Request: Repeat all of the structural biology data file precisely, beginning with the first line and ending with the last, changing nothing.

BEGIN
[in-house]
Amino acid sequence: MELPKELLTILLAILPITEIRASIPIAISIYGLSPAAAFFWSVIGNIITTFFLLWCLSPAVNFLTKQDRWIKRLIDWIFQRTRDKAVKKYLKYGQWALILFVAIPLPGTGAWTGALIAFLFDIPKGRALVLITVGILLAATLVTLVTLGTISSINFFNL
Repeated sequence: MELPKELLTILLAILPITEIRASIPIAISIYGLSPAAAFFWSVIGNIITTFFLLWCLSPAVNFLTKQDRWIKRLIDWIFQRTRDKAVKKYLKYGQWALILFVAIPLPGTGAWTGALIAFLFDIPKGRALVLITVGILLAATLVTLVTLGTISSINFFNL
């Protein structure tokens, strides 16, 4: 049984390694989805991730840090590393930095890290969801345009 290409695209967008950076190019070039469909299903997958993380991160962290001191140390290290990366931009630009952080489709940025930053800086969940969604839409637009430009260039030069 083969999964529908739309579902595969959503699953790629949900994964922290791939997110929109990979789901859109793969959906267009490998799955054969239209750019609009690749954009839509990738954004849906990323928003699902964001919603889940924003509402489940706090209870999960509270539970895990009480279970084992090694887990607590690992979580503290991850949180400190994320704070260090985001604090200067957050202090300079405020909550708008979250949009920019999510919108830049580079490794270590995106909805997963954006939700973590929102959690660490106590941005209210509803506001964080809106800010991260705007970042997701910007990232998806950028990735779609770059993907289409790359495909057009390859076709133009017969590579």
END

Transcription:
[in-house]
Amino acid sequence: MELPKELLTILLAILPITEIRASIPIAISIYGLSPAAAFFWSVIGNIITTFFLLWCLSPAVNFLTKQDRWIKRLIDWIFQRTRDKAVKKYLKYGQWALILFVAIPLPGTGAWTGALIAFLFDIPKGRALVLITVGILLAATLVTLVTLGTISSINFFNL
Repeated sequence: MELPKELLTILLAILPITEIRASIPIAISIYGLSPAAAFFWSVIGNIITTFFLLWCLSPAVNFLTKQDRWIKRLIDWIFQRTRDKAVKKYLKYGQWALILFVAIPLPGTGAWTGALIAFLFDIPKGRALVLITVGILLAATLVTLVTLGTISSINFFNL
């Protein structure tokens, strides 16, 4: 049984390694989805991730840090590393930095890290969801345009 290409695209967008950076190019070039469909299903997958993380991160962290001191140390290290990366931009630009952080489709940025930053800086969940969604839409637009430009260039030069 083969999964529908739309579902595969959503699953790629949900994964922290791939997110929109990979789901859109793969959906267009490998799955054969239209750019609009690749954009839509990738954004849906990323928003699902964001919603889940924003509402489940706090209870999960509270539970895990009480279970084992090694887990607590690992979580503290991850949180400190994320704070260090985001604090200067957050202090300079405020909550708008979250949009920019999510919108830049580079490794270590995106909805997963954006939700973590929102959690660490106590941005209210509803506001964080809106800010991260705007970042997701910007990232998806950028990735779609770059993907289409790359495909057009390859076709133009017969590579």